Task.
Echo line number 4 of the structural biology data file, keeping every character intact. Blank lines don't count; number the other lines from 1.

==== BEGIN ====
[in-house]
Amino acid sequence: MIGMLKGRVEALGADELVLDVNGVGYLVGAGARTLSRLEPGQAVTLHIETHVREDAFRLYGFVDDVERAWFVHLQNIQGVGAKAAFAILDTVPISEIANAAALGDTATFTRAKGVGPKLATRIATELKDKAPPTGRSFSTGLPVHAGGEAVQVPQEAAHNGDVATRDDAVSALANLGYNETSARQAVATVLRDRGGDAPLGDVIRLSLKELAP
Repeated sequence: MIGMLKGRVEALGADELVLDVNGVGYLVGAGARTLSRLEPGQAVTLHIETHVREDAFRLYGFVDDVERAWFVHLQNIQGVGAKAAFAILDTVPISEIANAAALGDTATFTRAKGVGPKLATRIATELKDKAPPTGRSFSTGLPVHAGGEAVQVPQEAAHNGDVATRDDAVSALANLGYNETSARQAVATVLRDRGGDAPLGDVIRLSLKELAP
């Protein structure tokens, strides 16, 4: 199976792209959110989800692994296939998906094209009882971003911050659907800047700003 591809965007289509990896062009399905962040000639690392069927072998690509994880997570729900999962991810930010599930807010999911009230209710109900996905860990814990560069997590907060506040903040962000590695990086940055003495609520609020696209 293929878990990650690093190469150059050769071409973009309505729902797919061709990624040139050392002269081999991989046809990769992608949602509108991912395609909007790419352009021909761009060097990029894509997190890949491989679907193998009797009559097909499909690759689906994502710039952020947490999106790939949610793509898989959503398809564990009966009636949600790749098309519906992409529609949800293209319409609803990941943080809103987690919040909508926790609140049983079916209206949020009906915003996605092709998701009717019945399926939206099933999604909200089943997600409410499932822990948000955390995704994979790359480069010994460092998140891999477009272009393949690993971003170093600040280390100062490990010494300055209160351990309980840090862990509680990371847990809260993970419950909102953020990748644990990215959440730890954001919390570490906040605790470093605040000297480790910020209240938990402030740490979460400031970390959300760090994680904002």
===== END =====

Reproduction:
């Protein structure tokens, strides 16, 4: 199976792209959110989800692994296939998906094209009882971003911050659907800047700003 591809965007289509990896062009399905962040000639690392069927072998690509994880997570729900999962991810930010599930807010999911009230209710109900996905860990814990560069997590907060506040903040962000590695990086940055003495609520609020696209 293929878990990650690093190469150059050769071409973009309505729902797919061709990624040139050392002269081999991989046809990769992608949602509108991912395609909007790419352009021909761009060097990029894509997190890949491989679907193998009797009559097909499909690759689906994502710039952020947490999106790939949610793509898989959503398809564990009966009636949600790749098309519906992409529609949800293209319409609803990941943080809103987690919040909508926790609140049983079916209206949020009906915003996605092709998701009717019945399926939206099933999604909200089943997600409410499932822990948000955390995704994979790359480069010994460092998140891999477009272009393949690993971003170093600040280390100062490990010494300055209160351990309980840090862990509680990371847990809260993970419950909102953020990748644990990215959440730890954001919390570490906040605790470093605040000297480790910020209240938990402030740490979460400031970390959300760090994680904002």